No Man’s Sky is a Bold Adventure That I Can’t Wait to Go On

Pure PlayStation’s Jake Ellis is more than a little excited for Hello Games’ No Man’s Sky, so he’s put his feelings of excitement, joy and love into a nice little feature for all to read. Aw, isn’t that sweet of him? [Ed – This is actually Jake’s first post on Pure PlayStation! Welcome, Jake!]

No Man’s Sky by Hello Games has easily become one of the most highly anticipated games of the year and is now just over 2 months away from us. Naturally, then, my boss has already been informed that I am particularly prone to illness around the game’s release date. With the launch looming over us it seems like the perfect opportunity for a recap on what we should be expecting.

First and foremost, the infinite universe we have to explore and its almost incomprehensible size seems like a childhood dream come true. However you may be wondering how an infinitely huge game can fit onto a PS4 hard drive? The answer to that would be some extremely complex mathematical algorithms that procedurally generate everything the game has to offer from the size and atmosphere of planets to the texture of the plant and animal life which basically means that very little has to be physically stored on your system.

No Man's Sky 1

Equally as impressive is the way that the algorithm generates exactly the same for different players, your experience on a planet will be the same as another player who visits the same planet and if you get there first you can even name it. Now the word infinite has been thrown around a lot but really if you want a number on how many planets there are then you are in luck, there are roughly 2^64 planets in the game (take a deep breath) which in words would be:

Eighteen quintillion, four hundred and forty-six quadrillion, seven hundred and forty-four trillion, seventy-four billion, seven hundred and nine million, five hundred and fifty-one thousand, six hundred and sixteen…. Give or take a few.

However, this does spell bad news for all the completionists out there as unless you’ve got about 5 billion years to kill, you won’t be visiting everything here. But in the end that seems like a small price to pay – who hasn’t always wanted a game where you can literally go anywhere and do anything?

Now for the gameplay itself, Hello Games’ managing director Sean Murray has revealed in interviews that there will be no linear narrative or any storyline at all; in fact it is very much a make your own story kind of game. Every player will start somewhere different in the universe with the same basic ship to begin their journey, and from there it is entirely up to you what you get up to in the digital universe.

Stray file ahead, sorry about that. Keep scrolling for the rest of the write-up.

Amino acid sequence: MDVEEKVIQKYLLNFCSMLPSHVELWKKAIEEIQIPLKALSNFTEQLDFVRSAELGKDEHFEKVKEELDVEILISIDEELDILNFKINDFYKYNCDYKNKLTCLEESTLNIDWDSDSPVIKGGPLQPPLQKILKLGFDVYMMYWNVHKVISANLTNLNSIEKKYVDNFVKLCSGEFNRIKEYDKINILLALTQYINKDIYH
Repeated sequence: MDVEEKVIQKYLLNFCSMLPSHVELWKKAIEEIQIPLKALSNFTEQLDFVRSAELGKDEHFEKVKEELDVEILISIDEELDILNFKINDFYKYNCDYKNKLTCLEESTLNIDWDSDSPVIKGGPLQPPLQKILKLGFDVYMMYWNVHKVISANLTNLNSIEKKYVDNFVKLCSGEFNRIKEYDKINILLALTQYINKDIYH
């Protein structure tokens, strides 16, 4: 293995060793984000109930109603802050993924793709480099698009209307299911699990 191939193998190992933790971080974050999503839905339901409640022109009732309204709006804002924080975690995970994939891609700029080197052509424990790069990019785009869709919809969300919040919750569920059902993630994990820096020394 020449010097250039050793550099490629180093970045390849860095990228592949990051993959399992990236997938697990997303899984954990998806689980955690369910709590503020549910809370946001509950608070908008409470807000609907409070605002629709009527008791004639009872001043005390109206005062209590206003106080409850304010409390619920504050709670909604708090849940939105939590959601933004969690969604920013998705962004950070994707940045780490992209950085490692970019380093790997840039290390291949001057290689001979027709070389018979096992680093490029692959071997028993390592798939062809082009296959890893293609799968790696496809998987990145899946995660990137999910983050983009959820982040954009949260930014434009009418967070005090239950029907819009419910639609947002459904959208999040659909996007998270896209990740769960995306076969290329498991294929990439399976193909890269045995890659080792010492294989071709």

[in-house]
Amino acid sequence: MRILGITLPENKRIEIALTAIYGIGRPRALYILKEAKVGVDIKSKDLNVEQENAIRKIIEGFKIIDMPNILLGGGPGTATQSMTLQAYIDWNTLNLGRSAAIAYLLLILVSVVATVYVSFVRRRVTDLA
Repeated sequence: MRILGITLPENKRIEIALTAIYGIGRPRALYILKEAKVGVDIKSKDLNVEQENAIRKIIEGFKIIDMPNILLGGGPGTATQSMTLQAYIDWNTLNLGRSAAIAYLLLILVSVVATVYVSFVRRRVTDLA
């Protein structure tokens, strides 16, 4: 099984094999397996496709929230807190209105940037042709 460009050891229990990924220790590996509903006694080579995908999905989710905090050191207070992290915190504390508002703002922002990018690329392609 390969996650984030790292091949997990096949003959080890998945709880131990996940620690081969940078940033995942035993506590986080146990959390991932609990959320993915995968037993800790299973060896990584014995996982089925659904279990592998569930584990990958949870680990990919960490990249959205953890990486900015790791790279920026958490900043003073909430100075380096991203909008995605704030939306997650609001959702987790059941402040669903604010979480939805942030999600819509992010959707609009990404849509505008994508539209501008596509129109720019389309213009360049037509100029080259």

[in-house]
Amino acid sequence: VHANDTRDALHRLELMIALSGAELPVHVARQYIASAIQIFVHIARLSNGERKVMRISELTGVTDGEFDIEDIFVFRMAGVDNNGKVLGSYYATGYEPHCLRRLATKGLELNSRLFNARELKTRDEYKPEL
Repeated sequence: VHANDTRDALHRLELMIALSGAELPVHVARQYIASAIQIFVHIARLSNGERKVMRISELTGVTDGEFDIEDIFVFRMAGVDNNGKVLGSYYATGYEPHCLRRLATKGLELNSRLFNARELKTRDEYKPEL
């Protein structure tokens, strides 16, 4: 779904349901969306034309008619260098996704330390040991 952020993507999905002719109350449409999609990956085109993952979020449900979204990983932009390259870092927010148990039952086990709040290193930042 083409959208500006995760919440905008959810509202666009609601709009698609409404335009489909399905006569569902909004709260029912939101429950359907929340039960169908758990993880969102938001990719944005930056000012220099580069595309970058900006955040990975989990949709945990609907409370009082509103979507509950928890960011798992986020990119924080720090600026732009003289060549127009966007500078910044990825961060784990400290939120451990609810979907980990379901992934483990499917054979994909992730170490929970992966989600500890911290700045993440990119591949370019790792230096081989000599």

Peep this:  Guide: How Long to Beat Akiba's Trip: Hellbound & Debriefed?

No Man's Sky 2

Graphics-wise the game sports a somewhat cartoonish art style that mixes with the vivid colours to produce a breathtakingly stunning game. I can foresee some unfathomable quantities of screenshots being shared after the release and unlike other games, the chances are that other players’ screenshots will be of things you’ve never seen in your own game; a truly unique experience. Surely, then, a graphically impressive, impossibly big game has got to have some serious loading screens right? Not according to the managing director, due to the universe being procedurally generated there will be no loading screens necessary. Even more impressively, you don’t even have to be online to play! The algorithm is stored on your system and can generate the universe with or without internet connection, however, I suspect in offline mode you won’t be able to name planets, see the names of planets other players have named or bump into other players. Although with over 18 quintillion planets what are the chances of finding someone else’s planet?

Finally, many people have been wondering what your goal will actually be in the game – yes there is a game within this immense concept. The answer to that would be quite simply to find the ever perplexing centre of the universe. Although you will be doing considerably more than just that as No Man’s Sky includes many survival aspects, for example developing technologies to combat the extreme atmospheres, as well as a trading economy in which you can buy and sell resources to aid you. Although at the end of the day if you just want to be a space pirate then that is also an entirely viable option.

No Man’s Sky is set to release on PS4 first of all in North America on the 21st of June, followed by Europe on the 22nd and the UK on the 24th. The game will be available both digitally from the PSN store and as a physical disc in both standard and limited editions. If you are in the UK and looking at pre-ordering, keep in mind GAME is offering the upgraded Alpha Vector ship as a pre-order bonus exclusive to them in the UK!

Related Posts
Manage Cookie Settings